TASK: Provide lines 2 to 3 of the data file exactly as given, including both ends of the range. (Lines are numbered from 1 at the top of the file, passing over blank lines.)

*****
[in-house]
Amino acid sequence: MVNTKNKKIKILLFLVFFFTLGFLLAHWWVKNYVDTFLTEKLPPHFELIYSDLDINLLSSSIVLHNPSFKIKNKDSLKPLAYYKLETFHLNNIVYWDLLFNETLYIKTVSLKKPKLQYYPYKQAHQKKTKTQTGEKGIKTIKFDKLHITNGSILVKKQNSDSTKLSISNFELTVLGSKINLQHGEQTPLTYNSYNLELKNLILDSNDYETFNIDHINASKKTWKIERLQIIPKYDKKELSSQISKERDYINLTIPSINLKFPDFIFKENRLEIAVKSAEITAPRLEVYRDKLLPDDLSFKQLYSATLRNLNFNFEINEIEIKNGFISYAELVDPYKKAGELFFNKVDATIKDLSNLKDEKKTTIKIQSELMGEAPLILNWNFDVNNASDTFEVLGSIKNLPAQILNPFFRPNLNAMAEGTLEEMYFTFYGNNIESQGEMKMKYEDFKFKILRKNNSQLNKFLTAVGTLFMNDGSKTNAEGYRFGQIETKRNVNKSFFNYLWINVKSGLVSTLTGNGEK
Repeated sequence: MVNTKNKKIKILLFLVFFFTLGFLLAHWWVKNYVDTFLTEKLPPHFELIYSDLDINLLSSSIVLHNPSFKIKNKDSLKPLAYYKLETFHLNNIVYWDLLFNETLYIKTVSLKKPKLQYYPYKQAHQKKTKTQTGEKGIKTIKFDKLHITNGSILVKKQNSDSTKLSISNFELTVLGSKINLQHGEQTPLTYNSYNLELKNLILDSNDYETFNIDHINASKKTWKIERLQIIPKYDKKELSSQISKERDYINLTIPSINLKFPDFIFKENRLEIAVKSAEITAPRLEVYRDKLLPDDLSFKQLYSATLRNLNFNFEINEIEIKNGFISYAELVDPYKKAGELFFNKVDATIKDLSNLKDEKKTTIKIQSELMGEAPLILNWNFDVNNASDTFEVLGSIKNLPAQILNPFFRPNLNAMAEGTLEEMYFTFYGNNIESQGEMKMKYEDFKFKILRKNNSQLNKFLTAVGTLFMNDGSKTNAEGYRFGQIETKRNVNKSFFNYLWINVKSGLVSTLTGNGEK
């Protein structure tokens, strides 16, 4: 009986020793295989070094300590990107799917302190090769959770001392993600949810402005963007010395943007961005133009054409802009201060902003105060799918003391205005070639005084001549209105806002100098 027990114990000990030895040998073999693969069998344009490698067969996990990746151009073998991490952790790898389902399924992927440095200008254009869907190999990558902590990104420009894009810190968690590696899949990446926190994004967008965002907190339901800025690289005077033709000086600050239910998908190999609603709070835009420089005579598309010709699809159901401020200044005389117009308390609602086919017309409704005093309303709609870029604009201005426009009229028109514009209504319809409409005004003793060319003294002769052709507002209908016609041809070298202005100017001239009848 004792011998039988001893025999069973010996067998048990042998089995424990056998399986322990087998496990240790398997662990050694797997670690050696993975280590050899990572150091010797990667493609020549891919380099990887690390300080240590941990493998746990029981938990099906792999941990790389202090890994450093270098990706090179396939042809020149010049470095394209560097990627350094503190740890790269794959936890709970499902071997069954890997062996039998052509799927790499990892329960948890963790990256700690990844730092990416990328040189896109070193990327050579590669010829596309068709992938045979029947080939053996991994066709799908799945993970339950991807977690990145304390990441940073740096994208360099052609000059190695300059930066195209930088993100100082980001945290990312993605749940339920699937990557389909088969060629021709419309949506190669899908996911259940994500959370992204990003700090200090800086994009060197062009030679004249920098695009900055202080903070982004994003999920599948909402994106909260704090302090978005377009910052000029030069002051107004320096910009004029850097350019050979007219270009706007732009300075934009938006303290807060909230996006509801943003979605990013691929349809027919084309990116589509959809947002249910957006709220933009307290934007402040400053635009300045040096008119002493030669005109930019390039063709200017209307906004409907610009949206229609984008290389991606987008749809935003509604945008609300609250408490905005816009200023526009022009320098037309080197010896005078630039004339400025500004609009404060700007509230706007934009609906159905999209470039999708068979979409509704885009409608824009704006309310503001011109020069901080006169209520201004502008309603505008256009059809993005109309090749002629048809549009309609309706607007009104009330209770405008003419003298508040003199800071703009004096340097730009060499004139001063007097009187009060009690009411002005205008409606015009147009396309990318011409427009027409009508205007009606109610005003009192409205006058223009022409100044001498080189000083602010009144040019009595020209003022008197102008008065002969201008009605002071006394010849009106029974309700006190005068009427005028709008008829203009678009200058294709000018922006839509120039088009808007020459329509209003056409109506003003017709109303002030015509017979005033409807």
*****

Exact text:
Amino acid sequence: MVNTKNKKIKILLFLVFFFTLGFLLAHWWVKNYVDTFLTEKLPPHFELIYSDLDINLLSSSIVLHNPSFKIKNKDSLKPLAYYKLETFHLNNIVYWDLLFNETLYIKTVSLKKPKLQYYPYKQAHQKKTKTQTGEKGIKTIKFDKLHITNGSILVKKQNSDSTKLSISNFELTVLGSKINLQHGEQTPLTYNSYNLELKNLILDSNDYETFNIDHINASKKTWKIERLQIIPKYDKKELSSQISKERDYINLTIPSINLKFPDFIFKENRLEIAVKSAEITAPRLEVYRDKLLPDDLSFKQLYSATLRNLNFNFEINEIEIKNGFISYAELVDPYKKAGELFFNKVDATIKDLSNLKDEKKTTIKIQSELMGEAPLILNWNFDVNNASDTFEVLGSIKNLPAQILNPFFRPNLNAMAEGTLEEMYFTFYGNNIESQGEMKMKYEDFKFKILRKNNSQLNKFLTAVGTLFMNDGSKTNAEGYRFGQIETKRNVNKSFFNYLWINVKSGLVSTLTGNGEK
Repeated sequence: MVNTKNKKIKILLFLVFFFTLGFLLAHWWVKNYVDTFLTEKLPPHFELIYSDLDINLLSSSIVLHNPSFKIKNKDSLKPLAYYKLETFHLNNIVYWDLLFNETLYIKTVSLKKPKLQYYPYKQAHQKKTKTQTGEKGIKTIKFDKLHITNGSILVKKQNSDSTKLSISNFELTVLGSKINLQHGEQTPLTYNSYNLELKNLILDSNDYETFNIDHINASKKTWKIERLQIIPKYDKKELSSQISKERDYINLTIPSINLKFPDFIFKENRLEIAVKSAEITAPRLEVYRDKLLPDDLSFKQLYSATLRNLNFNFEINEIEIKNGFISYAELVDPYKKAGELFFNKVDATIKDLSNLKDEKKTTIKIQSELMGEAPLILNWNFDVNNASDTFEVLGSIKNLPAQILNPFFRPNLNAMAEGTLEEMYFTFYGNNIESQGEMKMKYEDFKFKILRKNNSQLNKFLTAVGTLFMNDGSKTNAEGYRFGQIETKRNVNKSFFNYLWINVKSGLVSTLTGNGEK